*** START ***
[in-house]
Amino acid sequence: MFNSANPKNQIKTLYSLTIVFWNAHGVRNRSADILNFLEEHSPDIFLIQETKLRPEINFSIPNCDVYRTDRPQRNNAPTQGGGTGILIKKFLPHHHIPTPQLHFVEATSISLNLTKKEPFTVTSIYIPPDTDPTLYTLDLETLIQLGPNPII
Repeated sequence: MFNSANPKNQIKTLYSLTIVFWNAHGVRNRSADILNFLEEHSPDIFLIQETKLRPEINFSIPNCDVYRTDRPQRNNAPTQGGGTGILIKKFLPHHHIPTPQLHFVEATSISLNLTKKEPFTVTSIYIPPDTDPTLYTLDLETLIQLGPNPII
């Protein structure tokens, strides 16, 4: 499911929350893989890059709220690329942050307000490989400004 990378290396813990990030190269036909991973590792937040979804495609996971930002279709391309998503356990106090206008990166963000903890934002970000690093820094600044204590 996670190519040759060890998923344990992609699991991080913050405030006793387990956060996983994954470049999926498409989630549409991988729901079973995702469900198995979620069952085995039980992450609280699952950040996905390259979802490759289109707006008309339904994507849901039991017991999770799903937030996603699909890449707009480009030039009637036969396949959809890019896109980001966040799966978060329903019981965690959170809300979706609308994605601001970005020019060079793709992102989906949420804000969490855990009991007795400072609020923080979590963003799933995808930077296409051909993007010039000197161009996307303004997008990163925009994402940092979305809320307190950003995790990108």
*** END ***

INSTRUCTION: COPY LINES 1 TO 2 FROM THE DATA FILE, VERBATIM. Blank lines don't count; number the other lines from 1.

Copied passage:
[in-house]
Amino acid sequence: MFNSANPKNQIKTLYSLTIVFWNAHGVRNRSADILNFLEEHSPDIFLIQETKLRPEINFSIPNCDVYRTDRPQRNNAPTQGGGTGILIKKFLPHHHIPTPQLHFVEATSISLNLTKKEPFTVTSIYIPPDTDPTLYTLDLETLIQLGPNPII